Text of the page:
Homelessness on the rise

There are increasing numbers of newly homeless people appearing at agencies and churches asking for assistance according to a number of social service agencies around the country. What makes this particularly tragic is that this is happening just as funding to provide for the needs of the homeless is running out or being cut.

MSNBC’s website reports:

“A downturn in (overall) funding in this case is accompanied by a surge in demand, so a homeless shelter, food pantry, or job-training program is going to feel it first,” says Chuck Bean, executive director of Nonprofit Roundtable of Greater Washington, in the District of Columbia. “Even if they have 100 percent of their budget compared to last year, they now see a 50 percent surge in demand. Then (they) get into the tough decisions: Do you thin the soup, or shorten the line?”

Even as census-takers fan out in cities across the country this week in an attempt to count homeless populations, advocates and experts point to a bevy of evidence that homelessness is rising and will continue to, most notably among families with children.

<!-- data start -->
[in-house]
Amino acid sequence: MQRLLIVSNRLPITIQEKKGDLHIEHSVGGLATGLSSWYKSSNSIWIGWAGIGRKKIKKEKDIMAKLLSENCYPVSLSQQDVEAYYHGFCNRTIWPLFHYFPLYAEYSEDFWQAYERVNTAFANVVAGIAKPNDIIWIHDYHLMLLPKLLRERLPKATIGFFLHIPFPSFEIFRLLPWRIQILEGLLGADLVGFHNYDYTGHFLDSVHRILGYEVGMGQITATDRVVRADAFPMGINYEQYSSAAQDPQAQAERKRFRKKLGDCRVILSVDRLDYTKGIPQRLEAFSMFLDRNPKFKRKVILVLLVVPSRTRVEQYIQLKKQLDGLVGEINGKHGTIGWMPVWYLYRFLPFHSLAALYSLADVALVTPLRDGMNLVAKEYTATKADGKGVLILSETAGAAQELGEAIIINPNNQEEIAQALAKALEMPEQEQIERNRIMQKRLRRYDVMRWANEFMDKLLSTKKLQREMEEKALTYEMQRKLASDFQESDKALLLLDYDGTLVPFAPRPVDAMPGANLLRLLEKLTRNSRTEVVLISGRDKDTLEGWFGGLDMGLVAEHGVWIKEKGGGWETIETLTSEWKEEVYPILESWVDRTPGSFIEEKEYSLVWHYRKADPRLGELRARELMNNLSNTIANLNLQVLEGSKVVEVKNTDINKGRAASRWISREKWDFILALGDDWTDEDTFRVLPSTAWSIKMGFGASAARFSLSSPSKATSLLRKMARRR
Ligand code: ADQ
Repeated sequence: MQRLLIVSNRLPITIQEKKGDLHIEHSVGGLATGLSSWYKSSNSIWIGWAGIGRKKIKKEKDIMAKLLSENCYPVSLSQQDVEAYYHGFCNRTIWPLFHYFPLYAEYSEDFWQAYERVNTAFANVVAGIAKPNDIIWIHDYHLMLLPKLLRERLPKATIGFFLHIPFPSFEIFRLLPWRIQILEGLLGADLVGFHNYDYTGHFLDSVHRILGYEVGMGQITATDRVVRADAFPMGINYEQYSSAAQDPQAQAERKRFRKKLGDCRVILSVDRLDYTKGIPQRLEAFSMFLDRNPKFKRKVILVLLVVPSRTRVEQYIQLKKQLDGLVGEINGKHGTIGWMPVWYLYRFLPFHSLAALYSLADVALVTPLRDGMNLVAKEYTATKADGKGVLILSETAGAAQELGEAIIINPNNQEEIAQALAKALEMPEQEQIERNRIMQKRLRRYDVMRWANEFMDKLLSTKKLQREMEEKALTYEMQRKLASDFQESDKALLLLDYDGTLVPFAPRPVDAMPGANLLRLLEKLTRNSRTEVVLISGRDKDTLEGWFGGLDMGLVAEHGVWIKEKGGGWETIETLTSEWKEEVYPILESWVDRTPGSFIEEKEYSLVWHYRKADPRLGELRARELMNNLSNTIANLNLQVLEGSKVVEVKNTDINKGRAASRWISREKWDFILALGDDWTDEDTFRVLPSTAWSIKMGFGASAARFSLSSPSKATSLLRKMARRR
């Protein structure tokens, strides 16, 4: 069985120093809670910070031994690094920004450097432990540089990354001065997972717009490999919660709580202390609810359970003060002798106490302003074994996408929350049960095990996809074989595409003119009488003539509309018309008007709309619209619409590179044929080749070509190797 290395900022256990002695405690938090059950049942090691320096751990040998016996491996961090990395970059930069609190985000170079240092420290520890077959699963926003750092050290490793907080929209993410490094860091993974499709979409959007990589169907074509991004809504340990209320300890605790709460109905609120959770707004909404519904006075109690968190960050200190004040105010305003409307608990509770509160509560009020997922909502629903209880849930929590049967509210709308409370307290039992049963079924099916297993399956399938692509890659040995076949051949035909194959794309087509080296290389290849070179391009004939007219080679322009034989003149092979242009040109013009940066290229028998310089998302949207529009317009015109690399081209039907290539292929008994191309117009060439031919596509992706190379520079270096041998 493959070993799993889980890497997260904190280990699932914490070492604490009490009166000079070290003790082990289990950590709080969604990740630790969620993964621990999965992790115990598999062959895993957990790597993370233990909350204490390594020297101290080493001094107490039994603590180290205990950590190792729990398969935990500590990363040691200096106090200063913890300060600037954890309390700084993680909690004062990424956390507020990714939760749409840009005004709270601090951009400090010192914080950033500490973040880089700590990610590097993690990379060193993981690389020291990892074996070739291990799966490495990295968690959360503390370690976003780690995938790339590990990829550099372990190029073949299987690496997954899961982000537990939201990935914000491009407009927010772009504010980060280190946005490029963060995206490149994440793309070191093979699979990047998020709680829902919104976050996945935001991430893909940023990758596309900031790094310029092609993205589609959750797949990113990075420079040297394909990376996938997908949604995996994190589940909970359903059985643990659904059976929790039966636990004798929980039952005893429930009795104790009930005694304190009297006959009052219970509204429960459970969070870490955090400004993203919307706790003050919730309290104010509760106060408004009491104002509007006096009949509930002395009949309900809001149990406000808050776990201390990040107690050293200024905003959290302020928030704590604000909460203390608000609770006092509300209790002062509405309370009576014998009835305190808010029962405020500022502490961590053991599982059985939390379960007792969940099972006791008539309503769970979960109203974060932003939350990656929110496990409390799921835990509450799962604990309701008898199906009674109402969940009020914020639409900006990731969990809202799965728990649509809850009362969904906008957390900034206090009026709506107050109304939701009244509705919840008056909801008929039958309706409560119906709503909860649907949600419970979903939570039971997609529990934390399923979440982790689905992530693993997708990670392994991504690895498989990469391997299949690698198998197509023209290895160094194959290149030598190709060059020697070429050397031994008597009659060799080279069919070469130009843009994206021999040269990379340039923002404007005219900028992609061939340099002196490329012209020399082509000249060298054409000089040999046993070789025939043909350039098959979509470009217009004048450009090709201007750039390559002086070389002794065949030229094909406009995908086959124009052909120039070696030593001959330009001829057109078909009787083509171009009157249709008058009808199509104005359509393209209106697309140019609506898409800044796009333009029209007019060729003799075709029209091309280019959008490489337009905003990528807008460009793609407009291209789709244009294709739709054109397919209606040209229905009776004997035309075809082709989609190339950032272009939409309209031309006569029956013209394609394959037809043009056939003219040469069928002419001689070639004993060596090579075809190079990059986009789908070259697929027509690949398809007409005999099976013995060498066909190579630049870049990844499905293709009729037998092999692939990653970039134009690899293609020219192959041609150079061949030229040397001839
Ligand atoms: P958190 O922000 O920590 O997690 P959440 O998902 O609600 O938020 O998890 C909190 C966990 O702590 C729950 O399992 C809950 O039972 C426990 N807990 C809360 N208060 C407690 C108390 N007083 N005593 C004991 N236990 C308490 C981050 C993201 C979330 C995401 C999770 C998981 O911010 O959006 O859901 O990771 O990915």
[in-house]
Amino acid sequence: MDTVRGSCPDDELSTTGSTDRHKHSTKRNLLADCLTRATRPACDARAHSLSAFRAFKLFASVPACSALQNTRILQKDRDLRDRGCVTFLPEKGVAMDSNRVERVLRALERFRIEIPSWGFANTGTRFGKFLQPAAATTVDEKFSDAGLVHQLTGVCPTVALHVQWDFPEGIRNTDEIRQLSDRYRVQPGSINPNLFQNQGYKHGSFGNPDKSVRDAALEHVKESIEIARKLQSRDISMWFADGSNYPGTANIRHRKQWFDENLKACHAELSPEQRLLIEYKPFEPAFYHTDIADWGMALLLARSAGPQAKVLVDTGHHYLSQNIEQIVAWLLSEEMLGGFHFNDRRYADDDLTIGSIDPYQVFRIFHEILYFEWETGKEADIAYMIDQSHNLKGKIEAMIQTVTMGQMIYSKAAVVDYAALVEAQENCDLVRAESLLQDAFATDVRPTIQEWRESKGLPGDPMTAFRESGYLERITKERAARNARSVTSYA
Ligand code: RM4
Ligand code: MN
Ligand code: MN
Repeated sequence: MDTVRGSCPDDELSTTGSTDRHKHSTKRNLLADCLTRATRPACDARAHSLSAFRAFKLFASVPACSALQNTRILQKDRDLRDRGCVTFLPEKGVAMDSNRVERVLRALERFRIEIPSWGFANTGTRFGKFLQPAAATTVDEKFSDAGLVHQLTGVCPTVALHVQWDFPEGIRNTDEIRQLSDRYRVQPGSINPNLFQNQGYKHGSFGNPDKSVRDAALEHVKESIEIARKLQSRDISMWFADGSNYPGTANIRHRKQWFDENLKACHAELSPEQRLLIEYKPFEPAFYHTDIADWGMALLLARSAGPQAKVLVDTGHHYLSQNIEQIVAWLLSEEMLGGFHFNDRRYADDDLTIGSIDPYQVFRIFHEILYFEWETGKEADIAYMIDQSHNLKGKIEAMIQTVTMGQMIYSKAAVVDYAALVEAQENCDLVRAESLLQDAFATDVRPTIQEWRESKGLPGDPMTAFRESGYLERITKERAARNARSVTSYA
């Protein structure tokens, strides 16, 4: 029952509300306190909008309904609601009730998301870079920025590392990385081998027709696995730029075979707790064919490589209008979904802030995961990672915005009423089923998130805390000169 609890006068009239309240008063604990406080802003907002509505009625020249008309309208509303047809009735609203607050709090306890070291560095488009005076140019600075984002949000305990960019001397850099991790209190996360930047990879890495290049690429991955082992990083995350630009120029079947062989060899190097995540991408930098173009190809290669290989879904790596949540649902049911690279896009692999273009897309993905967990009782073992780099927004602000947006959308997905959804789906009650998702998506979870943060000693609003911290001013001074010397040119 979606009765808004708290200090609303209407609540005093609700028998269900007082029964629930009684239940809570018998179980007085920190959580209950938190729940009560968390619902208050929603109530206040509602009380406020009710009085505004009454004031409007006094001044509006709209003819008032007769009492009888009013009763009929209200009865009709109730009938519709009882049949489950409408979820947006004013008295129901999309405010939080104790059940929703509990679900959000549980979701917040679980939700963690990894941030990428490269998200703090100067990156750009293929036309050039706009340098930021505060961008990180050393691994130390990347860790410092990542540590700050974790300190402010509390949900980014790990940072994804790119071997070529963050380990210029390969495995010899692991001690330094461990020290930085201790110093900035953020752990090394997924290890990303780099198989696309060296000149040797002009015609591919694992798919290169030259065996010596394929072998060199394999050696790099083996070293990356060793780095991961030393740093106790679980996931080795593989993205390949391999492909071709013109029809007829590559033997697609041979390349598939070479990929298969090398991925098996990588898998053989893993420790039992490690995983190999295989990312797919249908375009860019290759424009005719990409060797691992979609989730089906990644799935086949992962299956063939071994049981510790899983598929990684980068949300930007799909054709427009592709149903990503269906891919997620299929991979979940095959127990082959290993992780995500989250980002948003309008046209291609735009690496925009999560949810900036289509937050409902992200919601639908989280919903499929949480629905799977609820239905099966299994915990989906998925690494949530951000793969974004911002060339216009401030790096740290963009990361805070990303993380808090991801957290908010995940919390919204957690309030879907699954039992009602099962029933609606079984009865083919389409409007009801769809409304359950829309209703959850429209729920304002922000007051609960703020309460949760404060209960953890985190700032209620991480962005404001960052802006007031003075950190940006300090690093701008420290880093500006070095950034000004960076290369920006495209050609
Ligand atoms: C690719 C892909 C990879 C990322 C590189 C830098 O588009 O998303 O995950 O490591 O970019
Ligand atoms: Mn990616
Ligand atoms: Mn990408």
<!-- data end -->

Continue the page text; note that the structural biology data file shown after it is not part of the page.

Shelters across the country report that more people are seeking emergency shelter and more are being turned away. In a report published in December, 330 school districts identified the same number or more homeless students in the first few months of the school year than they identified in the entire previous year. Meantime, demand is sharply up at soup kitchens, an indication of deepening hardship and potential homelessness.

Churches and volunteer organizations are attempting to pick up the slack, but their budgets are being increasingly strained as well as donations begin to dry up in the regions where assistance is most desperately needed.

One simple thing that is being done in response this weekend is the participation of Episcopal congregations in a census count of the local homeless populations that is mentioned above.

Other congregations are ramping up their existing programs to attempt to respond to the increased needs.

Even more responses are found here, here and here.

What sorts of things are congregations doing in your area?

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